But if anyone reading this column goes to the races hoping to see a driver, any driver (and I don’t care how much you dislike him) killed or maimed, I hope you get involved in a fatal one-car wreck on the ride home so you can experience death firsthand, and while you lay dying in agony a bunch of people in the breakdown lane stand around gaping, watching, and filming your demise on their cell phones to post on YouTube. The gene pool would be cleaner for the rest of us with you cleaned out of the shallow end.

Not all of you grew up racing out at the trestles and wrenching on cars looking for lower elapsed times and bigger numbers at the big end. I’ve been asked a couple times this week and often over the years what a restrictor plate is and what it does. Here’s the simplified answer: a restrictor plate is a metal plate with four holes in it that fits between the carb and intake manifold on an engine. Engines require a gaseous fuel-air mixture to make power. The more of that mixture you can cram into the combustion chamber (the area above the piston and within the cylinder head with both valves closed) the more horsepower you make, all other things being equal. The more horsepower you make (again, all other things being equal) the faster your car goes.

The four holes in a restrictor plate restrict (thus the name) the amount of fuel-air mixture that can be crammed into the cylinders when that intake valve opens. This lowers horsepower, which in turn limits speed. We could debate the nuances of stoichiometric ratios, valve overlap, ignition timing, combustion efficiency et al until the cows come home, but that’s the gist of it. NASCAR mandates the size of those holes in the plates to govern speed to a zone they are comfortable with.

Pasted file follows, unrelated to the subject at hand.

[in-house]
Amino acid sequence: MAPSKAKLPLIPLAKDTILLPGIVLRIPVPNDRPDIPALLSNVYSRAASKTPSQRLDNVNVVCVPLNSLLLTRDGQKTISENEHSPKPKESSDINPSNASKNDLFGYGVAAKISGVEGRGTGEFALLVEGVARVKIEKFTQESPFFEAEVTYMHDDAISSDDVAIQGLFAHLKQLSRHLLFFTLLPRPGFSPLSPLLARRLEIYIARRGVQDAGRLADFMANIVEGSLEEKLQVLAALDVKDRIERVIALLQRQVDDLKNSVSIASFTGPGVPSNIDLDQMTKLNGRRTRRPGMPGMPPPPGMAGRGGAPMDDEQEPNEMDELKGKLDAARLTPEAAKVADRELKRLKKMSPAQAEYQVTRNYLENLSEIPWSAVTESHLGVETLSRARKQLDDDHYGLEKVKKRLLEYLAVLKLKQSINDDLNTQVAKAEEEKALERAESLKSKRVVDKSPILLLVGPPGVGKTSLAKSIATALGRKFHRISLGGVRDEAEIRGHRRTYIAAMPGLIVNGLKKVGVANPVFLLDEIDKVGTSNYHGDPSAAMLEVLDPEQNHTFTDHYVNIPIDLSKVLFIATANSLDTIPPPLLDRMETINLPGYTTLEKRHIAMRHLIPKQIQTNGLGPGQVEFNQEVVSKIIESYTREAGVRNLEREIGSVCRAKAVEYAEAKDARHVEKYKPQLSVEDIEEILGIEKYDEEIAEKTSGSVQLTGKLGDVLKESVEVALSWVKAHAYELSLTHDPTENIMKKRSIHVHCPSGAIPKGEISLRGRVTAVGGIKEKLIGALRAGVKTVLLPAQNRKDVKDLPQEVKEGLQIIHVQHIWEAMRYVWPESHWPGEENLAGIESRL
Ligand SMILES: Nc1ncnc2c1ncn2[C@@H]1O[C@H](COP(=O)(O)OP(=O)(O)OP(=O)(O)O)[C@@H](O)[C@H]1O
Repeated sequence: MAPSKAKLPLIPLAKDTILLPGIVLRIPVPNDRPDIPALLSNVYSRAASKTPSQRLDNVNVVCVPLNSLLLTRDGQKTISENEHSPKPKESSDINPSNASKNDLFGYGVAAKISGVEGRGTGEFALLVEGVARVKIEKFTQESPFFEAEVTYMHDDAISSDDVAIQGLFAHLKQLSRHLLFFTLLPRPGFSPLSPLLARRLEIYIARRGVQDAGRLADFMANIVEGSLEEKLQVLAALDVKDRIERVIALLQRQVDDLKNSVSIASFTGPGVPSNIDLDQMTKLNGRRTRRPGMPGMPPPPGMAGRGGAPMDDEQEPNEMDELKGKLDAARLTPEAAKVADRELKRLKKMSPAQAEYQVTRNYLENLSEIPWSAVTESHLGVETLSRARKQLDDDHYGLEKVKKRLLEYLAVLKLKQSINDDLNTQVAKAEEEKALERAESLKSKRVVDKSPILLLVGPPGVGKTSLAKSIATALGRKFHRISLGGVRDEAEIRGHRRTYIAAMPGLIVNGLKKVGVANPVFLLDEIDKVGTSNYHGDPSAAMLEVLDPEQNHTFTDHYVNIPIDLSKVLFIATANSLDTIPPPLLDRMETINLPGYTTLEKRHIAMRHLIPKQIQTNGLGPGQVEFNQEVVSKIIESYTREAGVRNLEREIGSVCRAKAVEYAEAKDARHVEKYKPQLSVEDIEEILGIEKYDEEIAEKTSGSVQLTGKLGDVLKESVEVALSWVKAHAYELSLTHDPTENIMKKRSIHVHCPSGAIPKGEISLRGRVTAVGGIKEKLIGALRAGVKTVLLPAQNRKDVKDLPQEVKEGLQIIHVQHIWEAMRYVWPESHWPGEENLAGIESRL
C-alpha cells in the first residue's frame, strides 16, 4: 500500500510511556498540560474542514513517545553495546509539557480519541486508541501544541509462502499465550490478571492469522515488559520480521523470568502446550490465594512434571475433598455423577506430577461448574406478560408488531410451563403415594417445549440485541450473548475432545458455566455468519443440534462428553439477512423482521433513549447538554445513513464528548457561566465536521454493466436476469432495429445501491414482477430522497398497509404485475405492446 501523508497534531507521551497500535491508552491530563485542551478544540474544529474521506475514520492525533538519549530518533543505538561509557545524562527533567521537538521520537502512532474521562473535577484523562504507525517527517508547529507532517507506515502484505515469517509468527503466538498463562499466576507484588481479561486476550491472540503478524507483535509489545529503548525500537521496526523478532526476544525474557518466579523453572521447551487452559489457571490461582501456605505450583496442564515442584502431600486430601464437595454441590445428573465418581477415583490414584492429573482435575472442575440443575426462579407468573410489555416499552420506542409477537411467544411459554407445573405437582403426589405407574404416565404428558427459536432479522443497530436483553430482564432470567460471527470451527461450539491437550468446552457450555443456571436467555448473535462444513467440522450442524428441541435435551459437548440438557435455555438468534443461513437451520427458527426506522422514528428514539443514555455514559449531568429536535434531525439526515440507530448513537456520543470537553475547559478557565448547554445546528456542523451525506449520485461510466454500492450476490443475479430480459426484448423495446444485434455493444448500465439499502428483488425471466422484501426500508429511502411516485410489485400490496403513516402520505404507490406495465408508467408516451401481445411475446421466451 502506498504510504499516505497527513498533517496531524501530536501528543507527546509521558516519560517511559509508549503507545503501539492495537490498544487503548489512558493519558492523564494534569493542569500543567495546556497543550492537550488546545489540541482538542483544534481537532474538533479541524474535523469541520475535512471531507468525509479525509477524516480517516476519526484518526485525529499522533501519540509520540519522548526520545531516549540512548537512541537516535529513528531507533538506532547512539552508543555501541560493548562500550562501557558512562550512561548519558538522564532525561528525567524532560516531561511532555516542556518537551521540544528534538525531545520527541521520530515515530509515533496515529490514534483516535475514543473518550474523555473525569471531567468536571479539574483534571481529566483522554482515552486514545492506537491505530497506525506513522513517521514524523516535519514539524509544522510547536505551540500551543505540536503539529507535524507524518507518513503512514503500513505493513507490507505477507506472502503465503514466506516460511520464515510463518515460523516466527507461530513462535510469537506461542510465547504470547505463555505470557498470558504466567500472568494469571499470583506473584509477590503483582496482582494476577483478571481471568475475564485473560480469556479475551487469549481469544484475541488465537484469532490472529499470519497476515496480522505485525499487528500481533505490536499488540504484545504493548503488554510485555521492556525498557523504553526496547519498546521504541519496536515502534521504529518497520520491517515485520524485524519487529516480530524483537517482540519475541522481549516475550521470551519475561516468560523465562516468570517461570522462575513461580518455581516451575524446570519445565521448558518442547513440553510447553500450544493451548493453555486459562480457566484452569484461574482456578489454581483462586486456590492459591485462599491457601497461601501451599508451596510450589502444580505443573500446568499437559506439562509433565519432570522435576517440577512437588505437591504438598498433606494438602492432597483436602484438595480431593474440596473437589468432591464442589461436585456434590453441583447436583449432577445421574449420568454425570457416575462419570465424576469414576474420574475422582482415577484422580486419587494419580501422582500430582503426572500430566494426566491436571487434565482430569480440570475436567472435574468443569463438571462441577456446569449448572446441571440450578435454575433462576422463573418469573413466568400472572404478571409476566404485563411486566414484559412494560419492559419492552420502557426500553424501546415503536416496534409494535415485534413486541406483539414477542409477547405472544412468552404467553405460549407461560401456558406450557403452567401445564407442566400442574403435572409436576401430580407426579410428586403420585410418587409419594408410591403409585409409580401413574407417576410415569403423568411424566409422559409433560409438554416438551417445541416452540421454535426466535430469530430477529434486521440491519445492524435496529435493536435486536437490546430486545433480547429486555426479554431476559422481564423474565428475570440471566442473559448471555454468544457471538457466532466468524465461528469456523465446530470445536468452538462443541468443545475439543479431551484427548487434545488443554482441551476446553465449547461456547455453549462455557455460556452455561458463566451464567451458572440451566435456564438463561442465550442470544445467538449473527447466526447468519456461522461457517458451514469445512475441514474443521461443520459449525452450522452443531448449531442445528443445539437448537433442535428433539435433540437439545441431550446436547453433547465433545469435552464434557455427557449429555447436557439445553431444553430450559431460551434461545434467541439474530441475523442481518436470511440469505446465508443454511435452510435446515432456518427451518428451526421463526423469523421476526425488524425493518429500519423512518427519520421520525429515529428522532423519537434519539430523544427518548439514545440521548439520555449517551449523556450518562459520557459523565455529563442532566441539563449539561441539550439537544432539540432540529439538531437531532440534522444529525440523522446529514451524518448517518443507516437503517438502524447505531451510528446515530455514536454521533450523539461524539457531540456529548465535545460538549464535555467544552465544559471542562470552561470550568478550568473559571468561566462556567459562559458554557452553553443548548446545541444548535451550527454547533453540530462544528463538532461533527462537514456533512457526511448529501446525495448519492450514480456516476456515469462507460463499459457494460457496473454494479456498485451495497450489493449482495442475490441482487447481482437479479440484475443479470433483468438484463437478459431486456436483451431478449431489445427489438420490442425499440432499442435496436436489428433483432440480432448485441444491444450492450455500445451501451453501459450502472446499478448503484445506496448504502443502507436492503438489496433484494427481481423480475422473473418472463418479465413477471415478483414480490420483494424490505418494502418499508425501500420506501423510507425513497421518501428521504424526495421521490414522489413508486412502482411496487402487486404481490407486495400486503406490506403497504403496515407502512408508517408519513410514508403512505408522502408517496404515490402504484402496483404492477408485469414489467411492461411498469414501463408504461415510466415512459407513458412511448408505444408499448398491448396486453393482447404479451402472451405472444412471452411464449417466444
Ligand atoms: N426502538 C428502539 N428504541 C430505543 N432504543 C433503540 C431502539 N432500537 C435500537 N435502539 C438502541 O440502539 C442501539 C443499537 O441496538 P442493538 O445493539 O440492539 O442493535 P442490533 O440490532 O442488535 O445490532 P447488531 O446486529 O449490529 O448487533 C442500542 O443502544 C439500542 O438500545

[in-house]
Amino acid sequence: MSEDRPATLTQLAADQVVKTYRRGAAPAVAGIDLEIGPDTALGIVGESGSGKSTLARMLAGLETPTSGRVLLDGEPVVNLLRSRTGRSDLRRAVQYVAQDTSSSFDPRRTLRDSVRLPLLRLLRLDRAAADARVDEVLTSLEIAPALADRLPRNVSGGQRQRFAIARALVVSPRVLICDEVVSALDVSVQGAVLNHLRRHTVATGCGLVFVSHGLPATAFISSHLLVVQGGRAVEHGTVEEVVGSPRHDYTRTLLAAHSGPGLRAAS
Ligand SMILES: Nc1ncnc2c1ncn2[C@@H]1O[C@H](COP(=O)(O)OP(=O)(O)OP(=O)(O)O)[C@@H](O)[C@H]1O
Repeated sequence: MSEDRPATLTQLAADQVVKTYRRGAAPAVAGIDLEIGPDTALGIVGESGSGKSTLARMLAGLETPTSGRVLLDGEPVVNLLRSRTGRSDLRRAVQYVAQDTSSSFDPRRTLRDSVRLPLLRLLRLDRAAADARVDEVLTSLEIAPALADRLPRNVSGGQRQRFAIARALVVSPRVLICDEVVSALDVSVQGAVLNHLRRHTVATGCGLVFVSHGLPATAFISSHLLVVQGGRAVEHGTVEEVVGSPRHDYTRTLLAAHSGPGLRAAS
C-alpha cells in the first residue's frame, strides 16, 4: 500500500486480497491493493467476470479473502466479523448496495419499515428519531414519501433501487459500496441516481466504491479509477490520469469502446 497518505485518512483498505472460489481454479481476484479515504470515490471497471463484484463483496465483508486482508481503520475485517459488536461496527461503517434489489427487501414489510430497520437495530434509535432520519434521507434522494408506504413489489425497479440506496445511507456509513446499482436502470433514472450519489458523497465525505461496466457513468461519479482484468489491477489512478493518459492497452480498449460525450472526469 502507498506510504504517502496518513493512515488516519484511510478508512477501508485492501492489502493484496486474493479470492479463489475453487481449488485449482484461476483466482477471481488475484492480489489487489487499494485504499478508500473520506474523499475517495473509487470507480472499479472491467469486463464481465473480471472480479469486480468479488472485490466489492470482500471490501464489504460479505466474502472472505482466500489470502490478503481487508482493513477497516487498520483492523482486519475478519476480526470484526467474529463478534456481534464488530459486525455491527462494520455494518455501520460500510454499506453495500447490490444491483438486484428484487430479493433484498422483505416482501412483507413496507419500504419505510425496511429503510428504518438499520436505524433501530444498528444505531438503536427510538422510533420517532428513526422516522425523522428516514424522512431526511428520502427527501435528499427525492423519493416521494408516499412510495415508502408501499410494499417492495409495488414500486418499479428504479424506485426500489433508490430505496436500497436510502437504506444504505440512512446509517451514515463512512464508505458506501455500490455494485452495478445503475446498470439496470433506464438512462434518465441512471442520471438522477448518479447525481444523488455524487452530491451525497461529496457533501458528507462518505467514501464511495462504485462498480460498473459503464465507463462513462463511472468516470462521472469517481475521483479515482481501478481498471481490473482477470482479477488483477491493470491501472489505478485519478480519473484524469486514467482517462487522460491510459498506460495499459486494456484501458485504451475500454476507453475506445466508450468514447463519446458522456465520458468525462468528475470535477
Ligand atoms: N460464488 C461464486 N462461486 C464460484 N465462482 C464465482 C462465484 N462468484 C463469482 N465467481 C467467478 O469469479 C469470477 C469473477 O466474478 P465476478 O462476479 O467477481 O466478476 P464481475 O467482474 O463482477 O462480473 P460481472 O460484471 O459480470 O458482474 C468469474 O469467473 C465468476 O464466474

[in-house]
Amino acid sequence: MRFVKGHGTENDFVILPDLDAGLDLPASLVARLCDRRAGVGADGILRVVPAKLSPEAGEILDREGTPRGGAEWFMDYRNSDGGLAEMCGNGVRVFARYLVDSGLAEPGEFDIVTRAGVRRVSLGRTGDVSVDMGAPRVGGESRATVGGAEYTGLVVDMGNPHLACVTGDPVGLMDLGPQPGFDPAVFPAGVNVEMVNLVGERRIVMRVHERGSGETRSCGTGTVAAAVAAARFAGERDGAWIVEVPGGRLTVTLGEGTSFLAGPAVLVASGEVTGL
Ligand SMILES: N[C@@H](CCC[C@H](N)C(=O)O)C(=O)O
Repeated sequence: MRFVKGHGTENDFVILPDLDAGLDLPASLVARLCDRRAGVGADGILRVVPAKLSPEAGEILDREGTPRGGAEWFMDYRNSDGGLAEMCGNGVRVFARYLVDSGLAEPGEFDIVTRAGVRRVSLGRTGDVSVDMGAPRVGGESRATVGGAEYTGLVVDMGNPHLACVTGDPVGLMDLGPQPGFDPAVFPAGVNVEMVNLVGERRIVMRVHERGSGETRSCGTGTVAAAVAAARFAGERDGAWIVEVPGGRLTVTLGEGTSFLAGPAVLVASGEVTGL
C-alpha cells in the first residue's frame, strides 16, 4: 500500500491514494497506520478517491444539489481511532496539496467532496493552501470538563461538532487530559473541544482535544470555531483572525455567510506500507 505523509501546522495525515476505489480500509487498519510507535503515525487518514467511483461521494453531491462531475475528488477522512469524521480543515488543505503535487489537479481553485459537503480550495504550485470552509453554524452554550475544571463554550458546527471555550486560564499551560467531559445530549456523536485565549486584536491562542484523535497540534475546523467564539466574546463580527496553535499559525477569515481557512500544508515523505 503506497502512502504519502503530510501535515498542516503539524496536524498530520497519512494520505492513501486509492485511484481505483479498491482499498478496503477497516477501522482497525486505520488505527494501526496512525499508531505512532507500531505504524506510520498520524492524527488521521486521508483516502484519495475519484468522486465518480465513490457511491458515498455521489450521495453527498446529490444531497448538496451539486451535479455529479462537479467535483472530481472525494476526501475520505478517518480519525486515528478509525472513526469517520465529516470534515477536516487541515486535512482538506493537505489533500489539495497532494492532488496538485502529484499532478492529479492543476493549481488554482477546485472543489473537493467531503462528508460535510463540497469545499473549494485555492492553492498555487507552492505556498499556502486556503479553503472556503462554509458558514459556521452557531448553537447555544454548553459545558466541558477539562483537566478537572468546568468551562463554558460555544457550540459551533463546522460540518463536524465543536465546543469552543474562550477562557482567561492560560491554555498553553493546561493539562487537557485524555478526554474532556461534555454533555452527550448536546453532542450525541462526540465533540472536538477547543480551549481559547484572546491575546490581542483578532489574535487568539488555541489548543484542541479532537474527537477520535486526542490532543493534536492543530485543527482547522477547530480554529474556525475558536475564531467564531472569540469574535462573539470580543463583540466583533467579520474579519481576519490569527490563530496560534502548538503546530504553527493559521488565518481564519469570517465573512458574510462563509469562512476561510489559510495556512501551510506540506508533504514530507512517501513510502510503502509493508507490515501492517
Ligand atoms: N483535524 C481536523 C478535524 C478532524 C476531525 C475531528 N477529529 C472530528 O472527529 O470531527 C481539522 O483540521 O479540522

If the above is too technical, let me offer this analogy. Imagine if the Boston Marathon were run with all competitors forced to breathe through a soda straw the entire route. They’d run slower due to lack of oxygen. The difference in speed between the fastest and slowest runners would be greatly diminished. You’d likely have a lot of passing (and passing out) but a really crappy marathon.

Restrictor plates are used at just two NASCAR tracks, Talladega and Daytona. Why? Given the lengths of the courses and the banking, unrestricted cars would probably be circulating these joints at over 230 mph, greatly increasing the likelihood of cars going airborne and perhaps entering the crowd with devastating results. The current generation of plates were added at Talladega and Daytona after Bobby Allison’s savage ‘87 wreck at Talladega that nearly put his car into the crowd. (I’d argue that Carl Edwards and Neil Bonnett’s cars came equally close to entering the stands, albeit at reduced speeds with plates secured firmly in place in ’93 and ’09, respectively.)

When installed, plates were not a new idea at the time. They’d been used at earlier Michigan events to lower speeds and increase passing. In the ’70s, plates were used to achieve parity between the big and small block engines of various manufacturers. About from Jump Street, drivers and car builders hated the plates. When the plates were added after Allison’s frightening 1987 crash, NASCAR said they were a “temporary measure” to be used only until a better solution could be found. 23 years later, we’re still waiting. And my guess is that absent a general uproar from the fans and more vocal uproar from the drivers, we’re stuck with the plates.